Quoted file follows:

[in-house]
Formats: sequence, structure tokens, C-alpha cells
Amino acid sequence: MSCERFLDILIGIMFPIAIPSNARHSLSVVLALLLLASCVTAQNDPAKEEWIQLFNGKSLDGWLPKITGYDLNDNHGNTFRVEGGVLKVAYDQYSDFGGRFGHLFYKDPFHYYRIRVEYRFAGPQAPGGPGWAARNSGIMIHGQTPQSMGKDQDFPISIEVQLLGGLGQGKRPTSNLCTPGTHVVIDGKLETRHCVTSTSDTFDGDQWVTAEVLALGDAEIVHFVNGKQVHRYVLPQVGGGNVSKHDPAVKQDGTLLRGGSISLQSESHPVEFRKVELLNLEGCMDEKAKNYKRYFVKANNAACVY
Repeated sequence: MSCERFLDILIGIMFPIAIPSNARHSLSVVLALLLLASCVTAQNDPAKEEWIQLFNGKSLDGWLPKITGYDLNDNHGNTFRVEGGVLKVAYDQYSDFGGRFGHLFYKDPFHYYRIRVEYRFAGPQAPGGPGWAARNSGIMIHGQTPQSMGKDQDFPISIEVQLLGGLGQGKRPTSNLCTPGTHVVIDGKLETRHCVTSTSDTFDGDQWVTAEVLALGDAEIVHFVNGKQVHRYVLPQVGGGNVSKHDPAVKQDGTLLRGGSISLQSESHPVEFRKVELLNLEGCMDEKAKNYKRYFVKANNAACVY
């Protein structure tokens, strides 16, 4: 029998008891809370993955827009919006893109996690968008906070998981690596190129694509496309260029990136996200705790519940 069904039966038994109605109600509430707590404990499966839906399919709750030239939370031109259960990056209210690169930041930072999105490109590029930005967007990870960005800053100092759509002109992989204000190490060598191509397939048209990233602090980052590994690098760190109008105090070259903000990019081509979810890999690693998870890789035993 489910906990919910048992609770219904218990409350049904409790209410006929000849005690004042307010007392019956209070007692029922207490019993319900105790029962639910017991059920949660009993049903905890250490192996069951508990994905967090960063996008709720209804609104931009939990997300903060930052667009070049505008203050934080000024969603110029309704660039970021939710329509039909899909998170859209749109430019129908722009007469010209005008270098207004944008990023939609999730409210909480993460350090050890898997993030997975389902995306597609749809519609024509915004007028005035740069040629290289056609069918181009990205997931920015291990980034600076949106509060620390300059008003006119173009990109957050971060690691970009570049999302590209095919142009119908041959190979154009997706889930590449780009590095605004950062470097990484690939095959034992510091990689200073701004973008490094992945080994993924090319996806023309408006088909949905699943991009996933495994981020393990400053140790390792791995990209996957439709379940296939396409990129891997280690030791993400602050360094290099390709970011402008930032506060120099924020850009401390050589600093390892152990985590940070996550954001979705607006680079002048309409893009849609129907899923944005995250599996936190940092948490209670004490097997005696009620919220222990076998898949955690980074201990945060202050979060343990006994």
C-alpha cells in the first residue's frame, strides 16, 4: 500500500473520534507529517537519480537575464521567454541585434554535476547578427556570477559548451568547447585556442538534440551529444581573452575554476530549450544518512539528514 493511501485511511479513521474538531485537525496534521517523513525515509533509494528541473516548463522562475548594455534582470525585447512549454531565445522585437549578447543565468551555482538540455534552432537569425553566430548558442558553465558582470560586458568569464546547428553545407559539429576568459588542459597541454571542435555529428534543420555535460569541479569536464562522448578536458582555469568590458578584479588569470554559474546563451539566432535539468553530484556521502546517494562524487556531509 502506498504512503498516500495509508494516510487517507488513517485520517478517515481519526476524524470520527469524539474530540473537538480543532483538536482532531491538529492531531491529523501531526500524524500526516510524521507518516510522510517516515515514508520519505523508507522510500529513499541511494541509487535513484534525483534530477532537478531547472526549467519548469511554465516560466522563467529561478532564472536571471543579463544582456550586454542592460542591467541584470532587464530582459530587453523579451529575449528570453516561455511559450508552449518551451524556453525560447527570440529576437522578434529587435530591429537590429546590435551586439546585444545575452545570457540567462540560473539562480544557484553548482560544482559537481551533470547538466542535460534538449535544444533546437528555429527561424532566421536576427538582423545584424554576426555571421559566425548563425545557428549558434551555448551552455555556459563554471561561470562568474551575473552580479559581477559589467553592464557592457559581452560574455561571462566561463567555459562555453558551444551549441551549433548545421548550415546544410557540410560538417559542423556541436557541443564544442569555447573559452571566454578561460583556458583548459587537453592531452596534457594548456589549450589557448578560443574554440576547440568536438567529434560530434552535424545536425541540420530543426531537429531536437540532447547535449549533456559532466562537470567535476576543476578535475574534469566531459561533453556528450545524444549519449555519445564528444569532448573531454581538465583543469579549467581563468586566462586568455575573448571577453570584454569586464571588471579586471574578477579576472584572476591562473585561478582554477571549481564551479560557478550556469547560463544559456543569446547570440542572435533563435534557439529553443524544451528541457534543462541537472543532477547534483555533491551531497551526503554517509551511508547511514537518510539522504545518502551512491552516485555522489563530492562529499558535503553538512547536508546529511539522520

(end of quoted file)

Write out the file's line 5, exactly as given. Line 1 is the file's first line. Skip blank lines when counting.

């Protein structure tokens, strides 16, 4: 029998008891809370993955827009919006893109996690968008906070998981690596190129694509496309260029990136996200705790519940 069904039966038994109605109600509430707590404990499966839906399919709750030239939370031109259960990056209210690169930041930072999105490109590029930005967007990870960005800053100092759509002109992989204000190490060598191509397939048209990233602090980052590994690098760190109008105090070259903000990019081509979810890999690693998870890789035993 489910906990919910048992609770219904218990409350049904409790209410006929000849005690004042307010007392019956209070007692029922207490019993319900105790029962639910017991059920949660009993049903905890250490192996069951508990994905967090960063996008709720209804609104931009939990997300903060930052667009070049505008203050934080000024969603110029309704660039970021939710329509039909899909998170859209749109430019129908722009007469010209005008270098207004944008990023939609999730409210909480993460350090050890898997993030997975389902995306597609749809519609024509915004007028005035740069040629290289056609069918181009990205997931920015291990980034600076949106509060620390300059008003006119173009990109957050971060690691970009570049999302590209095919142009119908041959190979154009997706889930590449780009590095605004950062470097990484690939095959034992510091990689200073701004973008490094992945080994993924090319996806023309408006088909949905699943991009996933495994981020393990400053140790390792791995990209996957439709379940296939396409990129891997280690030791993400602050360094290099390709970011402008930032506060120099924020850009401390050589600093390892152990985590940070996550954001979705607006680079002048309409893009849609129907899923944005995250599996936190940092948490209670004490097997005696009620919220222990076998898949955690980074201990945060202050979060343990006994």